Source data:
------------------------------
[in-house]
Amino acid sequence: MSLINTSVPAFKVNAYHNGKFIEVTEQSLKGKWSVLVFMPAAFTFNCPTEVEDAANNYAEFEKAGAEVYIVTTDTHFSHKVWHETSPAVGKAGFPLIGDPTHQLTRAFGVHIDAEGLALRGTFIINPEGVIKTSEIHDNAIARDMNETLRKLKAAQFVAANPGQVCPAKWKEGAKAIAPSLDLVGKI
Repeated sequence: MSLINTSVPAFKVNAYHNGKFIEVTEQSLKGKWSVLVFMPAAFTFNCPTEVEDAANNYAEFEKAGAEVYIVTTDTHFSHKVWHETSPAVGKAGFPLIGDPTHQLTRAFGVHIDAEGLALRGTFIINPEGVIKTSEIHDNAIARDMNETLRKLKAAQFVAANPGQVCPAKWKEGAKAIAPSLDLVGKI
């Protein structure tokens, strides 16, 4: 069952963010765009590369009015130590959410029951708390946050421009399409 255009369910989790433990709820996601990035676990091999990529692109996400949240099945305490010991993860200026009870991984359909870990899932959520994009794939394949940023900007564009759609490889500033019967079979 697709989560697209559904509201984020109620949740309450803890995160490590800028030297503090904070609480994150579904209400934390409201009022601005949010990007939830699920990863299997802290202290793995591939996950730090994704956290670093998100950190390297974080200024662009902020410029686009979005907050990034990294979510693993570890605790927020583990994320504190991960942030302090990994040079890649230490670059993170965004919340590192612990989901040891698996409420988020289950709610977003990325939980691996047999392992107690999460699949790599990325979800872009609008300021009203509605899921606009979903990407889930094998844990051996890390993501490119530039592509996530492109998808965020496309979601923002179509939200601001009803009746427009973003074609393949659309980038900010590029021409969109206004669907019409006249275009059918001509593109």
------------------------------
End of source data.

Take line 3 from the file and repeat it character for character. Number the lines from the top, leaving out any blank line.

Repeated sequence: MSLINTSVPAFKVNAYHNGKFIEVTEQSLKGKWSVLVFMPAAFTFNCPTEVEDAANNYAEFEKAGAEVYIVTTDTHFSHKVWHETSPAVGKAGFPLIGDPTHQLTRAFGVHIDAEGLALRGTFIINPEGVIKTSEIHDNAIARDMNETLRKLKAAQFVAANPGQVCPAKWKEGAKAIAPSLDLVGKI